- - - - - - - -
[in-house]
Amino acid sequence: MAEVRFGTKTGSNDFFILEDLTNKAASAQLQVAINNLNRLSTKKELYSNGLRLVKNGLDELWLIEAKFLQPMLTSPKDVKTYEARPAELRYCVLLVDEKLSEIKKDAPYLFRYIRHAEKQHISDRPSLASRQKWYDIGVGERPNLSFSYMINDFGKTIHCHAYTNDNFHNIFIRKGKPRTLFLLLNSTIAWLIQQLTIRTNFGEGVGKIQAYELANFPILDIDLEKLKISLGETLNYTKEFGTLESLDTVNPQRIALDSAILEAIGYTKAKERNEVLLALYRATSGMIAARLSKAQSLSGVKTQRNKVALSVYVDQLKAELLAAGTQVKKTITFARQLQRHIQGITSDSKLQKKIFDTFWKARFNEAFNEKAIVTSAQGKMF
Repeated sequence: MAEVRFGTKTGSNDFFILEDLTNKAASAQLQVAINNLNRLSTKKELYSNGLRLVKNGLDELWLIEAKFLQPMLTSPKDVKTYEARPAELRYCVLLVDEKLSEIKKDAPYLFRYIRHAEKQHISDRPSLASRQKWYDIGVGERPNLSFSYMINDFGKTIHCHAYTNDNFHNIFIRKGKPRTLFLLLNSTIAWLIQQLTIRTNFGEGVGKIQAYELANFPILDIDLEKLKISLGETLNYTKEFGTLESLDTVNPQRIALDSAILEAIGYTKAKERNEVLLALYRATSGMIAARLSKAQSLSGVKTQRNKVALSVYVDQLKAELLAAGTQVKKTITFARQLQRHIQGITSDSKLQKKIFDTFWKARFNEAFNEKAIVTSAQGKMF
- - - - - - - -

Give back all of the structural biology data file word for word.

[in-house]
Amino acid sequence: MAEVRFGTKTGSNDFFILEDLTNKAASAQLQVAINNLNRLSTKKELYSNGLRLVKNGLDELWLIEAKFLQPMLTSPKDVKTYEARPAELRYCVLLVDEKLSEIKKDAPYLFRYIRHAEKQHISDRPSLASRQKWYDIGVGERPNLSFSYMINDFGKTIHCHAYTNDNFHNIFIRKGKPRTLFLLLNSTIAWLIQQLTIRTNFGEGVGKIQAYELANFPILDIDLEKLKISLGETLNYTKEFGTLESLDTVNPQRIALDSAILEAIGYTKAKERNEVLLALYRATSGMIAARLSKAQSLSGVKTQRNKVALSVYVDQLKAELLAAGTQVKKTITFARQLQRHIQGITSDSKLQKKIFDTFWKARFNEAFNEKAIVTSAQGKMF
Repeated sequence: MAEVRFGTKTGSNDFFILEDLTNKAASAQLQVAINNLNRLSTKKELYSNGLRLVKNGLDELWLIEAKFLQPMLTSPKDVKTYEARPAELRYCVLLVDEKLSEIKKDAPYLFRYIRHAEKQHISDRPSLASRQKWYDIGVGERPNLSFSYMINDFGKTIHCHAYTNDNFHNIFIRKGKPRTLFLLLNSTIAWLIQQLTIRTNFGEGVGKIQAYELANFPILDIDLEKLKISLGETLNYTKEFGTLESLDTVNPQRIALDSAILEAIGYTKAKERNEVLLALYRATSGMIAARLSKAQSLSGVKTQRNKVALSVYVDQLKAELLAAGTQVKKTITFARQLQRHIQGITSDSKLQKKIFDTFWKARFNEAFNEKAIVTSAQGKMF